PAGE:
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1/29/2014
11:35 AM
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Angry Birds Site Toppled After Surveillance Report

Syrian Electronic Army ally allegedly defaces Rovio's Angry Birds website over reports that company shared user data with US and UK surveillance agencies.

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9 Notorious Hackers Of 2013
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An attacker hacked "The Official Home of Angry Birds" website Tuesday. Gone was the official Angry Birds graphic, replaced with a "Spying Birds" logo. Above it, one of Finnish gamemaker Rovio's trademark red birds sported a National Security Agency (NSA) crest, while a "bad piggy" rolled away.

But Rovio's angrybirds.com website apparently remained hacked -- or at least defaced -- only for a few minutes before the company took the website offline. About 90 minutes later, reported Finnish news outlet Helsingin Sanomat, the game developer had the site restored, with the rogue artwork expunged.

Who hacked Angry Birds? According to the Syrian Electronic Army (SEA), the site was hacked by a "friend" of the group. "The attack was by 'Anti-NSA' Hacker, He sent an email to our official email with the link of the hacked website," read a tweet from an official SEA account.

But was Rovio's website hacked -- for example to redirect site visitors to drive-by-attack websites -- or simply defaced? A Rovio spokesman didn't immediately respond to an emailed request for comment on that question. "At this stage it's not clear if Rovio's web servers were compromised or if the hacker managed to hijack the firm's DNS records and send visiting computers to a third-party site carrying the image instead," said security researcher Graham Cluley in a blog post.

Regardless, the attack appears to have been inspired by a report published this week -- based on information leaked by former NSA contractor Edward Snowden -- which suggests that since 2007, US and British spy agencies have been regularly intercepting mobile app data.

Intercepted information includes Google Maps data, IM buddy lists, phone logs, and geographic data embedded in social media updates, according to the report, which was jointly published Monday by The Guardian, The New York Times, and ProPublica. The report also described how, since 2012, British intelligence analysts have been able to intercept Angry Birds players' profiles, as well as advertising data, which might include information about everything from their location and marital status to political affiliations and income.

[Big tech firms may now share more info about government demands for user data. See Government Loosens Data Disclosure Gag.]

In the wake of that report, Rovio has strongly denied facilitating surveillance of its customers in any way. "Our fans' trust is the most important thing for us and we take privacy extremely seriously. We do not collaborate, collude, or share data with spy agencies anywhere in the world," said Mikael Hed, CEO of Rovio Entertainment, in a statement released Wednesday.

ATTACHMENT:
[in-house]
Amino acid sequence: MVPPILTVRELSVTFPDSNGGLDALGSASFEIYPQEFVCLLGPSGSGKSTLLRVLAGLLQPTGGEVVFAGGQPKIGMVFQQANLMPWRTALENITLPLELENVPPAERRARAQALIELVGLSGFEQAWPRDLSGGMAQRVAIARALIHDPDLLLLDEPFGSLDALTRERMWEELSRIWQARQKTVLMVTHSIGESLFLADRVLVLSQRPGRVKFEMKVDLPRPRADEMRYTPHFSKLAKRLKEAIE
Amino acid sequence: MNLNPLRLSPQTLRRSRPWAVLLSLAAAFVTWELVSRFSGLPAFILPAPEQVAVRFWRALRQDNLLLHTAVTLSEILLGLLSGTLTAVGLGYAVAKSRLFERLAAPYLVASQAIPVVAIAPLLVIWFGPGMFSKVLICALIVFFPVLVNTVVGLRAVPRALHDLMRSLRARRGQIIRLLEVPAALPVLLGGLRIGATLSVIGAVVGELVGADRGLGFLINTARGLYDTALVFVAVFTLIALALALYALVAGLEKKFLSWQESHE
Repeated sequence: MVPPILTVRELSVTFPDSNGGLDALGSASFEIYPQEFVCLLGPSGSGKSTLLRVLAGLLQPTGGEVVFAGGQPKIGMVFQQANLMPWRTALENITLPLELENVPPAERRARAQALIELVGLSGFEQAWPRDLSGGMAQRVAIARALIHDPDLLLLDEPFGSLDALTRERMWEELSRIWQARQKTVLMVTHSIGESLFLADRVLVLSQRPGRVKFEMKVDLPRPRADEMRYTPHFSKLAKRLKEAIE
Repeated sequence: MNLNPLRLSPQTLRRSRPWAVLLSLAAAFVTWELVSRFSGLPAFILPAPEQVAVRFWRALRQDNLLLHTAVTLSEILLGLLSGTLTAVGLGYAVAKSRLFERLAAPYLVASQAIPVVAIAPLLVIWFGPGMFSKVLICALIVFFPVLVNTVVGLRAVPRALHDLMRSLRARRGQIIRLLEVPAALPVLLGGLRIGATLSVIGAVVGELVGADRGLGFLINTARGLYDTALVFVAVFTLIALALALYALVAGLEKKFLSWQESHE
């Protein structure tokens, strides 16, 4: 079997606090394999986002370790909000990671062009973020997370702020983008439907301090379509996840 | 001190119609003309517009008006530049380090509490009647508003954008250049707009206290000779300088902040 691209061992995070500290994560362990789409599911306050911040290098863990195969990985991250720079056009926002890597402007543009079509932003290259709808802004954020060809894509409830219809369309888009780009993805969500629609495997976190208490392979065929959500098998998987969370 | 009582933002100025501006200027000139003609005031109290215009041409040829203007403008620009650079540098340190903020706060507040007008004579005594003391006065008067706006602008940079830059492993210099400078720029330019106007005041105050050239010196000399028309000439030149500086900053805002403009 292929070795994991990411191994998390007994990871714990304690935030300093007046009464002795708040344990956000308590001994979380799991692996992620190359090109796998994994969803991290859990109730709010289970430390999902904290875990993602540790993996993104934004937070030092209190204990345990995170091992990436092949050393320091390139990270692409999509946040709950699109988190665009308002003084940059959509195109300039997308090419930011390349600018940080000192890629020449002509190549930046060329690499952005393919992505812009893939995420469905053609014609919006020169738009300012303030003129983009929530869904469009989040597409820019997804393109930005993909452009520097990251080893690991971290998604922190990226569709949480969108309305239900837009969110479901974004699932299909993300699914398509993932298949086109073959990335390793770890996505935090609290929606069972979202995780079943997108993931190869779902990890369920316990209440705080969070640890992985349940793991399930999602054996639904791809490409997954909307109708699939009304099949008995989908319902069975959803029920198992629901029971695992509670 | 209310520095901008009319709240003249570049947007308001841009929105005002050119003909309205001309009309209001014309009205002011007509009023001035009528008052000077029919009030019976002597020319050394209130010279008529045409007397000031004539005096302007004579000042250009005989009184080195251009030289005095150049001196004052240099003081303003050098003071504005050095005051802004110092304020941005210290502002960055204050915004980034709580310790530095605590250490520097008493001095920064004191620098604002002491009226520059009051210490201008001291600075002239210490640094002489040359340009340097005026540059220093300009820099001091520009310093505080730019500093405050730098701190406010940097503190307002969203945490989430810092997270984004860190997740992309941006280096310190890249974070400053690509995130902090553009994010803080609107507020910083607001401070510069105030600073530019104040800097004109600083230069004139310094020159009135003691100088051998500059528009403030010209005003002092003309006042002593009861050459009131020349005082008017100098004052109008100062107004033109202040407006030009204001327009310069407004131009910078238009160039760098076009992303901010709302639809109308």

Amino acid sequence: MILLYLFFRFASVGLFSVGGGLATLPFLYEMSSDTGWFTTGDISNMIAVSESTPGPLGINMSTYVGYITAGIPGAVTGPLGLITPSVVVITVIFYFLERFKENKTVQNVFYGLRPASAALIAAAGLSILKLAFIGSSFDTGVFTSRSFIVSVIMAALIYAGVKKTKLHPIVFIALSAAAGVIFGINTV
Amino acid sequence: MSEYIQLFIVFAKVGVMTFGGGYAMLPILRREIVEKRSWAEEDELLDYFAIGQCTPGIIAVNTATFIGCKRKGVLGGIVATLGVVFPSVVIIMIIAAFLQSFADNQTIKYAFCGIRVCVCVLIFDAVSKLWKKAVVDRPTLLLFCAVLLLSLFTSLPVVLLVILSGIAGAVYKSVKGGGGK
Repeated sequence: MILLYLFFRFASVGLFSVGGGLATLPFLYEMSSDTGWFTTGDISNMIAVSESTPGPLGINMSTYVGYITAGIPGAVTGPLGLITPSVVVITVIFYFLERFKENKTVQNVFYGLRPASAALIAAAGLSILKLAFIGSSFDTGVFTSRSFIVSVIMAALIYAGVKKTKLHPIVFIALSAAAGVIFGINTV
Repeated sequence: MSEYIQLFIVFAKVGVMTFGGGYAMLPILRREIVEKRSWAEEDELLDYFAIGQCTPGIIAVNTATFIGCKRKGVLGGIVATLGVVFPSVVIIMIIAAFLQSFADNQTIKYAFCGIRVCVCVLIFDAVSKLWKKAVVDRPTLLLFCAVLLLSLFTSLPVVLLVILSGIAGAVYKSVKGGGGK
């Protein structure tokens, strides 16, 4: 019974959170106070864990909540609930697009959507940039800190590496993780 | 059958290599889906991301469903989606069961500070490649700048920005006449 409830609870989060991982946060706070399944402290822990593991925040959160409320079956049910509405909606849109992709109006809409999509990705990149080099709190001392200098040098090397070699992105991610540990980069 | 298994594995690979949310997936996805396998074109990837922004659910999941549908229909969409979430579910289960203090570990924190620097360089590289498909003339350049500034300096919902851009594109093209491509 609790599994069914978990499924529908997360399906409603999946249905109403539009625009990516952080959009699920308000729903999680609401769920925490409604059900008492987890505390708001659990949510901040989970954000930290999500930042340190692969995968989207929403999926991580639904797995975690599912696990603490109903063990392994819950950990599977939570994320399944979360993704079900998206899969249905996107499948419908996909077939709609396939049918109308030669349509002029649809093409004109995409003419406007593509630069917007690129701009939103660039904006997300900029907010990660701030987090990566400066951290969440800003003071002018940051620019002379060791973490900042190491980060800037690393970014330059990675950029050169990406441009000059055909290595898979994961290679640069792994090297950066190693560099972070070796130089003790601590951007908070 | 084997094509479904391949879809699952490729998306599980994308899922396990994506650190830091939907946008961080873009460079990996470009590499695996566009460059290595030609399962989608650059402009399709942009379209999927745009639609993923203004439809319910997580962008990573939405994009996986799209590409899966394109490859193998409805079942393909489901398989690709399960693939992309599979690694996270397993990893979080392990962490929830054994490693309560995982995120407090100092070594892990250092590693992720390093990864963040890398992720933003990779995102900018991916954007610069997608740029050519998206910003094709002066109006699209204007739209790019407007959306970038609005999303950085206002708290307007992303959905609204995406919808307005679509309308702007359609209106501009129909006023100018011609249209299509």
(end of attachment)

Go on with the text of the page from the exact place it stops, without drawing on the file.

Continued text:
Rather, he pointed to advertising networks as the most likely culprit behind intelligence agencies grabbing mobile users' personal details. "As the alleged surveillance might be happening through third-party advertising networks, the most important conversation to be had is how to ensure user privacy is protected while preventing the negative impact on the whole advertising industry and the countless mobile apps that rely on ad networks," Hed said. "To protect our end users, we will -- like all other companies using third-party advertising networks -- have to reevaluate working with these networks, if they are being used for spying purposes."

From a big-picture standpoint, however, might many mobile app developers also be culpable because they handle or transmit data in insecure -- and thus easily interceptible -- ways? "There certainly is a problem with some smartphone apps transferring sensitive information -- such as GPS location, address books, and phone numbers -- in an insecure way," said Cluley. "Clearly more app developers need to work harder to ensure that any information which ekes out of their apps is properly encrypted and sent over a secure SSL connection."

One 2012 study, for example, found that nearly half of all mobile apps collect more data than they require, while one-third ask for many more permissions than they require. In many cases, this data grab has to do with feeding mobile advertising networks, while the excess permissions trace to lazy developers not taking the time to give their app only the permissions it requires.

Last year, of course, Snowden's leaks began highlighting the NSA's massive digital dragnet, which appears to be driven by a "capture first, worry about whether or not it's relevant later" ethos. Based on what's now known about how the NSA's surveillance programs operate, it's likely already capturing and storing massive amounts of personal information that gets transmitted insecurely by mobile apps.